his mind always revolves around God, whose Arabic name is Allah. Muslims
      pray, too, before every meal.

      ``I take five minutes to glorify the Creator, and that makes me feel
      great,'' Javey says, back at his desk after praying. ``I know that by
      doing that, I will be blessed. You never know -- I could leave the office,
      go on a case and get killed. And I wouldn't have the chance to praise him
      again. So I am thankful to have this chance.''

      Some days, the demands of Javey's job do not allow him to get away even
      for five minutes. At these times, Javey makes do as best he can, praying
      silently in the police car if he has to. His partner, Detective Pat
      Tucker, obliges by turning down the radio and stopping conversation.

      ``If I'm doing an interview with a subject and 1:07 (prayer-time) comes, I
      don't have to drop everything and go,'' Javey says. ``God doesn't want to
      make religion hard. He gives us a time frame for our prayers. So we can do
      it at 1:30.''

      Javey has never encountered resistance to his religious practices.

      ``To be honest, when I first started with the Police Department, I wasn't
      sure what people would think about a Muslim,'' Javey says. ``But everyone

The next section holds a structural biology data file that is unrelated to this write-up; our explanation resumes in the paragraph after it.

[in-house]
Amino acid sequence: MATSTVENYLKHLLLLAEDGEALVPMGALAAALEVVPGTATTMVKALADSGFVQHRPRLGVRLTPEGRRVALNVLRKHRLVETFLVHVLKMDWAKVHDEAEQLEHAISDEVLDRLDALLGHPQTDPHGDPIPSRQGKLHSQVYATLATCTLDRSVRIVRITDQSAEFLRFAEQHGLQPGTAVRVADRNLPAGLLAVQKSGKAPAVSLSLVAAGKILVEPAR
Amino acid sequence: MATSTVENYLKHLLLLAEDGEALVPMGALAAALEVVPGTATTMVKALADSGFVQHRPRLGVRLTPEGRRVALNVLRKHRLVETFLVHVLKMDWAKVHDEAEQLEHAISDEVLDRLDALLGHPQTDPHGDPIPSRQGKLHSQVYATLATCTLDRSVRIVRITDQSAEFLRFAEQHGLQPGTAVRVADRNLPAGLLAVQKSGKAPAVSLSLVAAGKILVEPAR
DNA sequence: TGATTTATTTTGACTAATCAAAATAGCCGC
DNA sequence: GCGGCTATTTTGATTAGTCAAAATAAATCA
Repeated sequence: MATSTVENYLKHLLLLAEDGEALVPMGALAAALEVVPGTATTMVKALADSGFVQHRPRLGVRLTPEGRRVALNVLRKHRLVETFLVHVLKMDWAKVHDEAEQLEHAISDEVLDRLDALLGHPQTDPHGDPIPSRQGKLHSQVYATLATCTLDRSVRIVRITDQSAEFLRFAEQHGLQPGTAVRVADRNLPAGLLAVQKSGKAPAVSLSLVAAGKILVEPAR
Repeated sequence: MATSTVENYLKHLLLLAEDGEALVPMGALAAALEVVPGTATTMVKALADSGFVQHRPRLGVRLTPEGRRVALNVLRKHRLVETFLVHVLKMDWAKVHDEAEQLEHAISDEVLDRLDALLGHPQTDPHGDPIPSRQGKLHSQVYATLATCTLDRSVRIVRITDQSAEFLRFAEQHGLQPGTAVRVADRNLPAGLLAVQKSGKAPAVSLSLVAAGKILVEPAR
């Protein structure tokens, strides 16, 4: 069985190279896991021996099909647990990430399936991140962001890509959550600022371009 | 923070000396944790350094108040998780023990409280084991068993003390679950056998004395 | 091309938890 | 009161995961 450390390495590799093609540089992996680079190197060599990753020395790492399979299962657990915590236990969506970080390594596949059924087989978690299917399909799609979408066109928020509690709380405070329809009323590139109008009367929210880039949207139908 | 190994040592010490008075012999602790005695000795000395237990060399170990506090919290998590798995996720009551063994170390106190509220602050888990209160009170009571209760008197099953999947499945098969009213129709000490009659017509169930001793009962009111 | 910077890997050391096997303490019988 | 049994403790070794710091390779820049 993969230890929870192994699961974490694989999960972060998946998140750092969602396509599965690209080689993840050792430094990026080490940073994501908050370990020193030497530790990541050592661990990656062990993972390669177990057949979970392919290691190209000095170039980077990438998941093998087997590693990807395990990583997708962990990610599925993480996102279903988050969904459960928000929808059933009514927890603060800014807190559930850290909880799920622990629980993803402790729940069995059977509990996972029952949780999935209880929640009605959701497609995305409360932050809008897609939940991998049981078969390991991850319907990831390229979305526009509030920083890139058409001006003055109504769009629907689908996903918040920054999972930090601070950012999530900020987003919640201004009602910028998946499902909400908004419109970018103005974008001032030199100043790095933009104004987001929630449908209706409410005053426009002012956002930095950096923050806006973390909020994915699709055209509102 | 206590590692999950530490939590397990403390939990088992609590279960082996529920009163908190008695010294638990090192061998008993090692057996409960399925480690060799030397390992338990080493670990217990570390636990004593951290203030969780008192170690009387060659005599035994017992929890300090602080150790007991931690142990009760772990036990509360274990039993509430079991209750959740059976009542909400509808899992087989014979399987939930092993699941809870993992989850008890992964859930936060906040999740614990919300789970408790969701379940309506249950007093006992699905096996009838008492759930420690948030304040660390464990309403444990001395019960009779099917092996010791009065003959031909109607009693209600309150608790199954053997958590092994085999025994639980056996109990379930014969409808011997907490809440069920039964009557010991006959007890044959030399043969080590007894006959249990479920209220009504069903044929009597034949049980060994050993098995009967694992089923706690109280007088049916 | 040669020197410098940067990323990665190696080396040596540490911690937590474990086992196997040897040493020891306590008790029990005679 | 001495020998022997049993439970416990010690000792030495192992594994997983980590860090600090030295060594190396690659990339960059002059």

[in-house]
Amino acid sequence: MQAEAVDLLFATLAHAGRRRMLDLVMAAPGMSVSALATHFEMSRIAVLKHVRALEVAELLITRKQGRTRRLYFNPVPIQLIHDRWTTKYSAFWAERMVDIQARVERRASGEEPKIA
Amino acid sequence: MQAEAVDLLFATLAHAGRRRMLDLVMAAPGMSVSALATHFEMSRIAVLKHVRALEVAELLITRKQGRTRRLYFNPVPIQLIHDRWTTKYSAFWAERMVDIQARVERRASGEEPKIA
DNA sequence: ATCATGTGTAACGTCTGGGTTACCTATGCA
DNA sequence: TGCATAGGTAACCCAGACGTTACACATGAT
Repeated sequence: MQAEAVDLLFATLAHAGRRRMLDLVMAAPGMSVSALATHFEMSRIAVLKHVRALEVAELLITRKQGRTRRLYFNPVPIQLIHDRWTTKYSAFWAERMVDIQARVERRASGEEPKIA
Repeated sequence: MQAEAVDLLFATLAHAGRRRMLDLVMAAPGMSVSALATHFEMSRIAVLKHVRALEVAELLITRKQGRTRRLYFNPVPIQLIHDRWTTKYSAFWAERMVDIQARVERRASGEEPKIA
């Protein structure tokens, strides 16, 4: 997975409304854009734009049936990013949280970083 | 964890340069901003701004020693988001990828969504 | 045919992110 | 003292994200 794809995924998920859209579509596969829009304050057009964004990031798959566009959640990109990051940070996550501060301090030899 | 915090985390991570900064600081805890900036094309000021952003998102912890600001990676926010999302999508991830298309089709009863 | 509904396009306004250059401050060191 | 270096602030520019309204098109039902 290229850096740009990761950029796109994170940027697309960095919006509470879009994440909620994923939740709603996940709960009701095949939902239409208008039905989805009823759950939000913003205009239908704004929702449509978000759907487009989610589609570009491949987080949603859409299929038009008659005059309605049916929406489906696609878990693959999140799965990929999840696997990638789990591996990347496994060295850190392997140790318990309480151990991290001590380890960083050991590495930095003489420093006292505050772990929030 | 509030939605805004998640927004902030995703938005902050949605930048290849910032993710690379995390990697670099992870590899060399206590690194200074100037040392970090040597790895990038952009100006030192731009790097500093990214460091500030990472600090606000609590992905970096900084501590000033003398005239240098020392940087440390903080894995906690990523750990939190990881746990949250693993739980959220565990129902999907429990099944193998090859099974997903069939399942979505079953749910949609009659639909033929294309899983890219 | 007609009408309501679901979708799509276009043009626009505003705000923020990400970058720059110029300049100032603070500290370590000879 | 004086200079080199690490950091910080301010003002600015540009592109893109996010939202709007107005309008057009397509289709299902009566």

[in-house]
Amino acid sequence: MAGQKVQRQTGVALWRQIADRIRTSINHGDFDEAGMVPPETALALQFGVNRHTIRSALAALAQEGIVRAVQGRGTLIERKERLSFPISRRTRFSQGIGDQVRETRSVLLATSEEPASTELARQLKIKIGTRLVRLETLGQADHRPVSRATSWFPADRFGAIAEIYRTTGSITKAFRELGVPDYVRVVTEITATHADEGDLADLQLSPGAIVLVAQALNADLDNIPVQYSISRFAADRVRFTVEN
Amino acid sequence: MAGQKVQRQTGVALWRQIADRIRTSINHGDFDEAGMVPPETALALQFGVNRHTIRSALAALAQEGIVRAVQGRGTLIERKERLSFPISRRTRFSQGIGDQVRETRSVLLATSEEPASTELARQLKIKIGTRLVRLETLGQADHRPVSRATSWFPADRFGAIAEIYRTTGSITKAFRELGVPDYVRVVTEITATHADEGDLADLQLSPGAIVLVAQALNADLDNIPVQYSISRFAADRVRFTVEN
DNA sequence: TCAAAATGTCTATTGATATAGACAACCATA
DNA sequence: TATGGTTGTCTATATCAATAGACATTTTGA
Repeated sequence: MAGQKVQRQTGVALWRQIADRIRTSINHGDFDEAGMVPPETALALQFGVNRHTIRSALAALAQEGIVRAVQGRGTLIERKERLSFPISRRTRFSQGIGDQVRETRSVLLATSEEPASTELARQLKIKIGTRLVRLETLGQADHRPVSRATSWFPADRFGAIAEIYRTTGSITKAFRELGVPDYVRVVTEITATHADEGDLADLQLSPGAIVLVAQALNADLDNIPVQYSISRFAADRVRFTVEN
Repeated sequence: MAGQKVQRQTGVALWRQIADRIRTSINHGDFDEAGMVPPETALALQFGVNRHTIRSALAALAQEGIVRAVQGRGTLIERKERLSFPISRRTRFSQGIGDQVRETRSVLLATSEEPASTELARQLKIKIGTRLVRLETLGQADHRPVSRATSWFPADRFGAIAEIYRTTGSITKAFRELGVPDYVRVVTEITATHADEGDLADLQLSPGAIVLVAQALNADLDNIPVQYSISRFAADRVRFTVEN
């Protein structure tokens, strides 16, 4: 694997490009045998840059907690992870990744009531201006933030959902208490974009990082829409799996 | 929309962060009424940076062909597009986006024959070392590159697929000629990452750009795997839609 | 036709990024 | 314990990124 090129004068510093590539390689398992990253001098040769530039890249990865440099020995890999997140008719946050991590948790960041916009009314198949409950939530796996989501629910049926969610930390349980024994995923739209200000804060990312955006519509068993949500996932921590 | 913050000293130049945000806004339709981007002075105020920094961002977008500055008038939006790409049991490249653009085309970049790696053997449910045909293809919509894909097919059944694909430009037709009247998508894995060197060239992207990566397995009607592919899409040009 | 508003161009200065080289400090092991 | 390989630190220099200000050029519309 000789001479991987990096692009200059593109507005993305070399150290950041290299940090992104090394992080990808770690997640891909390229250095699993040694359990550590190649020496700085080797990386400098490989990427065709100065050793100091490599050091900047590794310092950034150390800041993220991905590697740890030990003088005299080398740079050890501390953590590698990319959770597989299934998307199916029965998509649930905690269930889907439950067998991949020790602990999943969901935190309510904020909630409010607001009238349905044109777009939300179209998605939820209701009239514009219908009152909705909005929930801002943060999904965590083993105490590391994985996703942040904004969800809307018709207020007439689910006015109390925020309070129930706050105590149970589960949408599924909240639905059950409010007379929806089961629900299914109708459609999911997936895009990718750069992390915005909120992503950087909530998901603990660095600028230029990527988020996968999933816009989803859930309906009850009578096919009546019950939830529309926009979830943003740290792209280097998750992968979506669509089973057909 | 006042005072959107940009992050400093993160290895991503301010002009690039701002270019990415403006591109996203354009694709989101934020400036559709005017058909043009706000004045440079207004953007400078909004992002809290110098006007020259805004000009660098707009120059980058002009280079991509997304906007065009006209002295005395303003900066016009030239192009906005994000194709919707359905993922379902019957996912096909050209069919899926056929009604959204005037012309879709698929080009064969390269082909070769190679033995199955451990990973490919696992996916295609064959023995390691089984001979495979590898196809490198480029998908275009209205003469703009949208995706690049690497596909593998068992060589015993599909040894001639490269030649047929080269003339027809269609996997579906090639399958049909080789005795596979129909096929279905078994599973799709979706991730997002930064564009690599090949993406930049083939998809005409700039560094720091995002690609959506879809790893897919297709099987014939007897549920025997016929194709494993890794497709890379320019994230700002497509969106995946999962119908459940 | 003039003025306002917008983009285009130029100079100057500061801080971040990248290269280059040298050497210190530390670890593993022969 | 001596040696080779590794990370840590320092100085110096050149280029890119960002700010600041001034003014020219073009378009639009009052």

in the department has been very kind. . . . The detectives here -- they
      are always fascinated. Sometimes they come up to me to ask questions, and
      the conversation goes on an hour or two. Sometimes they even ask me to
      pray for them.''

      Islam teaches him to respect other religions, Javey says, so he doesn't
      mind answering questions. He spent a long time studying Christianity and
      Judaism before recommitting to Islam, the religion of his birth. He was
      born in Iran to Muslim parents who weren't particularly religious; his
      mother, for example, never wore a veil, and his father never forced his
      son to pray.

      Javey's family later moved to England, where he was educated. As an adult,
      he felt the need for spiritual guidance, but his memories of
      fundamentalists in Iran kept him from studying Islam for years.
      Rediscovering Islam 14 years ago, however, helped him find a sense of
      peace.

      Unlike many area Muslims, Javey and his wife do not worship at a mosque,
      also known as a masjid. He prefers not to label himself as Sunni, Shi'ite
      or to affiliate with any other school of Islam. Javey differs from many in
      the local Muslim community, which numbers nearly 3,000, in maintaining
      that women are not required to cover their heads. One of Islam's greatest
      attractions for him is its stress on the equality of all people.

      Javey says, ``Once you understand the Qur'an, when you are walking down
      the street and you see all the people's different colors and different
      languages, and the different colors of the flowers -- those are proofs of
      God and his creation.''